If you ever traveled by air when you were a child, you probably remember entertaining at least a thought or two about the system of chutes and belts that carry luggage from place to place at the airport. You might have been afraid of getting swept away by those conveyor belts, or wondered where you’d end up if you tagged along for the ride.
Well, this July at Hartsfield-Jackson International Airport, one 2-year-old did more than wonder. In the moments while his mother was printing her boarding pass, Lorenzo Vega climbed onto a luggage conveyor belt in front of an unstaffed ticket counter and was carried out of reach before she could catch up with him.
While this might sound like a harmless misadventure, the baggage system is “not intended for humans or living beings,” as noted by a spokesperson for the Transportation Security Administration (TSA). By the time the boy was found in a TSA screening room, his right hand was broken, and he had passed through the X-ray scanner. Airport baggage scanners emit an average of 156 millirems of radiation, meaning Vega was subjected to the equivalent of about 15 full-body medical X-rays, before even beginning treatment for his hand.
Atlanta’s Busy Airport Is Already a Minefield for Young Travelers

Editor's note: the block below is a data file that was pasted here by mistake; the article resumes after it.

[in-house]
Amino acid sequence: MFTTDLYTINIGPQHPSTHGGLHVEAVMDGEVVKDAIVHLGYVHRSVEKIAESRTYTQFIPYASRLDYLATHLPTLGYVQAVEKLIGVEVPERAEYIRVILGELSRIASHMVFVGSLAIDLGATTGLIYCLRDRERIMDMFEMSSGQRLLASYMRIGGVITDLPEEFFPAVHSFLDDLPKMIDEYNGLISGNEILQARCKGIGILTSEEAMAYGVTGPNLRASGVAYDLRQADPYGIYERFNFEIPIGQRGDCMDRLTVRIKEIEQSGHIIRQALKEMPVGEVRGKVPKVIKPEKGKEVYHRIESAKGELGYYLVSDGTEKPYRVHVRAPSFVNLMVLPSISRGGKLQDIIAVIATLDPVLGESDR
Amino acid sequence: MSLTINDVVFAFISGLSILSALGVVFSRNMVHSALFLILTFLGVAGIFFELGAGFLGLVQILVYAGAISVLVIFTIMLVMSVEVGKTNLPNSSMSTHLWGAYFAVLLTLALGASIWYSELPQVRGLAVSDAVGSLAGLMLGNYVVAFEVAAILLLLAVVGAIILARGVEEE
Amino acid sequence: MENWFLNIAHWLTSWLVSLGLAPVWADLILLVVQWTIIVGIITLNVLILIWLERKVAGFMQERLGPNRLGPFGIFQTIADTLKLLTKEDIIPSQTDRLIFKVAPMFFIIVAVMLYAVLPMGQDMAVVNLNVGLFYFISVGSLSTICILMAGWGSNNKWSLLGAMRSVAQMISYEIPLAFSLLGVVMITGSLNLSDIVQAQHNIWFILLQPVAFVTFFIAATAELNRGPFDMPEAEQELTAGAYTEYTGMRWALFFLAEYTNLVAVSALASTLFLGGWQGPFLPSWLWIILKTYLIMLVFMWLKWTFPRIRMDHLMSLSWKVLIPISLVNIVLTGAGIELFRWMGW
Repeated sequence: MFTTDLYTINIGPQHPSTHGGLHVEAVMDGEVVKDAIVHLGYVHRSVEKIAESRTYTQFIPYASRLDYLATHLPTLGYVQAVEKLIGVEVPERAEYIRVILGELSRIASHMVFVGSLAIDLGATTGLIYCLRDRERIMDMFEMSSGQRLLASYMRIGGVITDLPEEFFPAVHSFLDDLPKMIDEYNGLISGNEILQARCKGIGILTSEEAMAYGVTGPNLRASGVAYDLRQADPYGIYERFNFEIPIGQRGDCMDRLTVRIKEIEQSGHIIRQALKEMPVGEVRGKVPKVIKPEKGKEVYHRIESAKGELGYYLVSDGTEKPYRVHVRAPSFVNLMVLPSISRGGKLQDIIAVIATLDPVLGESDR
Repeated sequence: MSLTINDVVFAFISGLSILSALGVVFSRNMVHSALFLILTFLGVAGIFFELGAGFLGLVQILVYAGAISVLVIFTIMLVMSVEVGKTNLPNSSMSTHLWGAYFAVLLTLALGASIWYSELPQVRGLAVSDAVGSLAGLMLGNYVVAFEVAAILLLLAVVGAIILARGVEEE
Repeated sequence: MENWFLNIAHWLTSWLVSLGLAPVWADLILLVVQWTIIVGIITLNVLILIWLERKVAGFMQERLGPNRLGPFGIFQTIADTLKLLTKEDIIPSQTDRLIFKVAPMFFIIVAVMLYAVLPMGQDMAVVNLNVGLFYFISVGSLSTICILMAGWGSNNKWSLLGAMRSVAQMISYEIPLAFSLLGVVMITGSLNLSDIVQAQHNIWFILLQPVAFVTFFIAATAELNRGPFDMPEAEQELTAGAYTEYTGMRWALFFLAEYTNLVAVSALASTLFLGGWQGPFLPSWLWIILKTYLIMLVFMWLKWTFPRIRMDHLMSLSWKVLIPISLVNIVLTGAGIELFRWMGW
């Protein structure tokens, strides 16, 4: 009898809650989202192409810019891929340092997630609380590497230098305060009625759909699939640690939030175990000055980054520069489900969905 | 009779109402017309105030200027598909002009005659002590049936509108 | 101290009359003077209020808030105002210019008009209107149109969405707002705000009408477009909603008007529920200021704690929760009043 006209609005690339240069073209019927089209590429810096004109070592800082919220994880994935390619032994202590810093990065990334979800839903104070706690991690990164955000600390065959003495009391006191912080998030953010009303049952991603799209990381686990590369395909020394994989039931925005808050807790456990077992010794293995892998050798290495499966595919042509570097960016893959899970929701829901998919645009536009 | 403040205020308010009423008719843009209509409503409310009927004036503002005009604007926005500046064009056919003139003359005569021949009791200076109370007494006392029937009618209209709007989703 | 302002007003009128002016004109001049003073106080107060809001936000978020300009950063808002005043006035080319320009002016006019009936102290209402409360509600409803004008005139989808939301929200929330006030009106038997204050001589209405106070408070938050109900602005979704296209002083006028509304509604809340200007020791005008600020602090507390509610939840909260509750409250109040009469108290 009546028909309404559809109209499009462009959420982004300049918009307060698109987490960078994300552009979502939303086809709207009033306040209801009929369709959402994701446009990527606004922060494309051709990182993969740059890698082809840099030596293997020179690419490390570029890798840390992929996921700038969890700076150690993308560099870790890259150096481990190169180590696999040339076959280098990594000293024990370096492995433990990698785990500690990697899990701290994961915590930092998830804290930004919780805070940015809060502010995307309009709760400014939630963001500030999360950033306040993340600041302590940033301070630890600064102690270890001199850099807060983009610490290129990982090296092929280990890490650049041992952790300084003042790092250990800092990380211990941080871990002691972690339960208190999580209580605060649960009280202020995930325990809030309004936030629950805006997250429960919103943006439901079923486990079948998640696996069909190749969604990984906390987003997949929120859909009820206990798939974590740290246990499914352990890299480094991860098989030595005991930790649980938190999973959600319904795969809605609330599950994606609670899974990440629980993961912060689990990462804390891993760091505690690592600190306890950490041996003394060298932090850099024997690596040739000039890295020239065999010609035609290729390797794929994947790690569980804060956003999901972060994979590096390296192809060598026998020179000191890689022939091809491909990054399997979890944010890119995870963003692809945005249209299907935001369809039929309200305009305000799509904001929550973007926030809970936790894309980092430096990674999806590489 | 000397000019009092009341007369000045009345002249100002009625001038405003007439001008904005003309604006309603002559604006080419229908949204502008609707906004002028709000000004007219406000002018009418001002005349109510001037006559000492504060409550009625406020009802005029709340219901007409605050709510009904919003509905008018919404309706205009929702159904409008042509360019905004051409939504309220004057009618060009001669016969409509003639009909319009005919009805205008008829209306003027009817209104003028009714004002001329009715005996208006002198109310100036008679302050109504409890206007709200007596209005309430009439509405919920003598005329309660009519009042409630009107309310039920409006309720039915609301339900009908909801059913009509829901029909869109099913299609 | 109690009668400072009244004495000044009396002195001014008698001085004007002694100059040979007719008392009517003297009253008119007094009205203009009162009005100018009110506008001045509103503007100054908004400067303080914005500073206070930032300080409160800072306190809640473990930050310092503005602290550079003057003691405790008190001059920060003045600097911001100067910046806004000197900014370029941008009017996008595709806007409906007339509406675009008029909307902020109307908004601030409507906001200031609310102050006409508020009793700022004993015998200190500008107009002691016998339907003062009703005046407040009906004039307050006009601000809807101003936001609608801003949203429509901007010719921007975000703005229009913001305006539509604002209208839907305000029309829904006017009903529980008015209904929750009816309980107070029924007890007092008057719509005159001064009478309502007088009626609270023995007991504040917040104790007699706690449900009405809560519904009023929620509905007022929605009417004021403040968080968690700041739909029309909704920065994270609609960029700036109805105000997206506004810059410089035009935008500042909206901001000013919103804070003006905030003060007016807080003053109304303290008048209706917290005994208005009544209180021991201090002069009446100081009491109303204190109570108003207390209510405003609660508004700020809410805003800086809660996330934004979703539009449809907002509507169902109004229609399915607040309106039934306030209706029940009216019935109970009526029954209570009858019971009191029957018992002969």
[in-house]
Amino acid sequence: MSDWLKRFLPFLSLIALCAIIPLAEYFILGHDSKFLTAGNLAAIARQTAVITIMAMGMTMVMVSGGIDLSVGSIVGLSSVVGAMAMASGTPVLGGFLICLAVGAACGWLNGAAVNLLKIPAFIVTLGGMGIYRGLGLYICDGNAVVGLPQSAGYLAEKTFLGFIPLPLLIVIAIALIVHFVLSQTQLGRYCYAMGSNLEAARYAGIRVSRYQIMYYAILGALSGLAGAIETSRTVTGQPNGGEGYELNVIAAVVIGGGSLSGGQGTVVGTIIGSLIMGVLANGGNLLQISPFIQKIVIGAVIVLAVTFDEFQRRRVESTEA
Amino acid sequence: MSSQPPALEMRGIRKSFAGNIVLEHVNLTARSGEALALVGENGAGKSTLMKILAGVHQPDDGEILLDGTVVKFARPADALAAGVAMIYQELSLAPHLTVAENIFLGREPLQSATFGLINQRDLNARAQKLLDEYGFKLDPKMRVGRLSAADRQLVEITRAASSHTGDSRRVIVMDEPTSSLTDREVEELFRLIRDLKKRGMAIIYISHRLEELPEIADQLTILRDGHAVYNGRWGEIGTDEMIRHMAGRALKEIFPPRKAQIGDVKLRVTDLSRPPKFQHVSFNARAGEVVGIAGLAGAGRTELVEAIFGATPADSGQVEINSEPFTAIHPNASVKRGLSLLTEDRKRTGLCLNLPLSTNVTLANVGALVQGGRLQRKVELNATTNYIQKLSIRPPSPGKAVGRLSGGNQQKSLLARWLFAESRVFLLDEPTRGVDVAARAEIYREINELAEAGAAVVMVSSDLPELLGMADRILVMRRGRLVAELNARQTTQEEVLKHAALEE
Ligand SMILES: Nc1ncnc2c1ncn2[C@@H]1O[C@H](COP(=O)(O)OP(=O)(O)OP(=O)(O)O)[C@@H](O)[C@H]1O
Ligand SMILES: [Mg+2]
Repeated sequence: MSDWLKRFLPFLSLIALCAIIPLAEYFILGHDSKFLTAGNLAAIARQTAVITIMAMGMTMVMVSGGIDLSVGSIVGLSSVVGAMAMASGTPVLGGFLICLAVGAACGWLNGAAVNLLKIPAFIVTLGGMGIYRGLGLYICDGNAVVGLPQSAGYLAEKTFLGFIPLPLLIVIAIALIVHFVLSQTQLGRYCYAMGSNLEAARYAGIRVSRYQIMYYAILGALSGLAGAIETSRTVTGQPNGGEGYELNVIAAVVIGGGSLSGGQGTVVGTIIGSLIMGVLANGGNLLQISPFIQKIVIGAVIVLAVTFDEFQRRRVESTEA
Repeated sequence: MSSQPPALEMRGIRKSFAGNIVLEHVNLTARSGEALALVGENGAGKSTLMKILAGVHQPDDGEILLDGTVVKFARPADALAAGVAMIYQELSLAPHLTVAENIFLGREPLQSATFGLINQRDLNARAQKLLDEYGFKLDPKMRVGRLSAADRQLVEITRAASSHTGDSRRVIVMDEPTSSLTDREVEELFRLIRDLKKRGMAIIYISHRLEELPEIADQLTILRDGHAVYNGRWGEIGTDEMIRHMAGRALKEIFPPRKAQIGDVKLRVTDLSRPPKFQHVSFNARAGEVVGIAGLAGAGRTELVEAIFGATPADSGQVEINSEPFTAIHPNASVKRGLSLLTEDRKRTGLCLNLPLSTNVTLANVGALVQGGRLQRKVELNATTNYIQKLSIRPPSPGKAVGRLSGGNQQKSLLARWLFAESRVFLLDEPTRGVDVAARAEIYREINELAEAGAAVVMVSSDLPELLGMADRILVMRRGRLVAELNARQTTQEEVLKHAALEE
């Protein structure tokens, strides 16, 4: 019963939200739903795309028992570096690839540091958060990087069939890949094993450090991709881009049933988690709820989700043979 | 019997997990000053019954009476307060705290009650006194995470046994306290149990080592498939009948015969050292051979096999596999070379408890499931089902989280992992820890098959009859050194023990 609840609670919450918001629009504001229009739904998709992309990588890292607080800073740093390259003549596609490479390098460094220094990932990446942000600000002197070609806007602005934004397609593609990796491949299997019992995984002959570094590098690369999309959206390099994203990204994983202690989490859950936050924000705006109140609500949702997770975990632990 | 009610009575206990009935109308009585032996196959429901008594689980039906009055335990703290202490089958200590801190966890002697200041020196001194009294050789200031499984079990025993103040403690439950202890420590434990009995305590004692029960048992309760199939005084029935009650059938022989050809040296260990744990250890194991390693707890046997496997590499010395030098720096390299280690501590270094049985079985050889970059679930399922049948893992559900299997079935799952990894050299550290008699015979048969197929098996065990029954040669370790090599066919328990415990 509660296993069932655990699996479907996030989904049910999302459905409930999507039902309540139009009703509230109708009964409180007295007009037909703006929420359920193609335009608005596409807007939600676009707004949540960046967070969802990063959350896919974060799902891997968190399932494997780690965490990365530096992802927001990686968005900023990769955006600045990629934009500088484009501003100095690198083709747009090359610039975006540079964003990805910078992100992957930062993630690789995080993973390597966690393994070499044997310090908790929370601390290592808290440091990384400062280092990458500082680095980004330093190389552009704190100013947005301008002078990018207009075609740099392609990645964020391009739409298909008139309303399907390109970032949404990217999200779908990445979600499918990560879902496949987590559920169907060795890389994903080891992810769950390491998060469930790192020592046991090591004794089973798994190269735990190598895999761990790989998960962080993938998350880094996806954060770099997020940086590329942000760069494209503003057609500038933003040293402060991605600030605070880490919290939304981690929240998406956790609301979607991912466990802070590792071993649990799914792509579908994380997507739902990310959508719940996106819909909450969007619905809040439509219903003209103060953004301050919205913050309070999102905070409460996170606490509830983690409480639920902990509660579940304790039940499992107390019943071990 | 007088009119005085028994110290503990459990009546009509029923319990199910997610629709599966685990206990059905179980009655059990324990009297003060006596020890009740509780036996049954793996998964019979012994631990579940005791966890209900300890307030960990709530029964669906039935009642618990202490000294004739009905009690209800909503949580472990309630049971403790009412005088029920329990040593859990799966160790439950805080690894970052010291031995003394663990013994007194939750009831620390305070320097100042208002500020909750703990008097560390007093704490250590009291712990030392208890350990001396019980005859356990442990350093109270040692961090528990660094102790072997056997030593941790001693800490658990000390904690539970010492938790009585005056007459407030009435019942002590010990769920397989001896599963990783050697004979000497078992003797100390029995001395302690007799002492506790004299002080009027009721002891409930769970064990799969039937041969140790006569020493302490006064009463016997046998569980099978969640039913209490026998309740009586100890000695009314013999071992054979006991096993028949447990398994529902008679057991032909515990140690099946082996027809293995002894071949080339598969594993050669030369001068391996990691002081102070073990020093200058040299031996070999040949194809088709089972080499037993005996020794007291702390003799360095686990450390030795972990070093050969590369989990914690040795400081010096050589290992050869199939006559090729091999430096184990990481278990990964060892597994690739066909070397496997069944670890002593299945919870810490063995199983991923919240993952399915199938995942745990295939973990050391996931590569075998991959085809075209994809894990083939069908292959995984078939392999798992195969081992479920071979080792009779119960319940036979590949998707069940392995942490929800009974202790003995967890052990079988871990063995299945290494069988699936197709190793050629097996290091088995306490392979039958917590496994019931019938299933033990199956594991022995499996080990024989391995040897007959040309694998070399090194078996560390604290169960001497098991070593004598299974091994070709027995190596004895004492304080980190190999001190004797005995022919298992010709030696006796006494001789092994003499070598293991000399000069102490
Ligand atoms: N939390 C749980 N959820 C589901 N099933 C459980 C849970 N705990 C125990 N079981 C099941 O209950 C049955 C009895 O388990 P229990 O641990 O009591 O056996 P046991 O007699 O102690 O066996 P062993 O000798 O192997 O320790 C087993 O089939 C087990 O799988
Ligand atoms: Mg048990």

Although the TSA’s spokesperson has stated that children ending up in the baggage system is rare, Hartsfield-Jackson has proven hazardous for young travelers in other ways before. The airport has long battled with a well-known child sex trafficking problem, and multiple children have had their feet caught in its escalators, resulting in serious injuries.
Just a month before Vega’s ill-fated trip down the luggage chute, a mother and father even had to fight off an apparent kidnapping attempt on the Hartsfield-Jackson premises. A woman, who officers later described as showing signs of “mental distress,” grabbed two of the couple’s small children and, according to the parents, attempted to run off with them.
Hartsfield-Jackson Is Responsible for the Safety of Its Guests, Large and Small
Traveling is stressful enough, without the worry that hazards may be lurking everywhere, waiting to swallow up children in the slightest moments of parental inattention. Hartsfield-Jackson has a legal obligation to protect travelers on its premises from foreseeable dangers, and just as the airport’s management has taken measures to keep children safe from predators and faulty escalators, it’s time they reassessed the design of the baggage system as well.
These systems hold a natural fascination for small children, and using them can easily put parents in a state of distraction. In Hartsfield-Jackson’s case, an entry point was left unattended, without guardrails or other safety mechanisms, and easily within a 2-year-old’s reach. All things considered, it’s remarkable more children haven’t suffered similar accidents or worse.
If you or a member of your family have sustained an injury due to unsafe conditions at Hartsfield-Jackson, The Stoddard Firm can help you hold the airport responsible and get the compensation you deserve.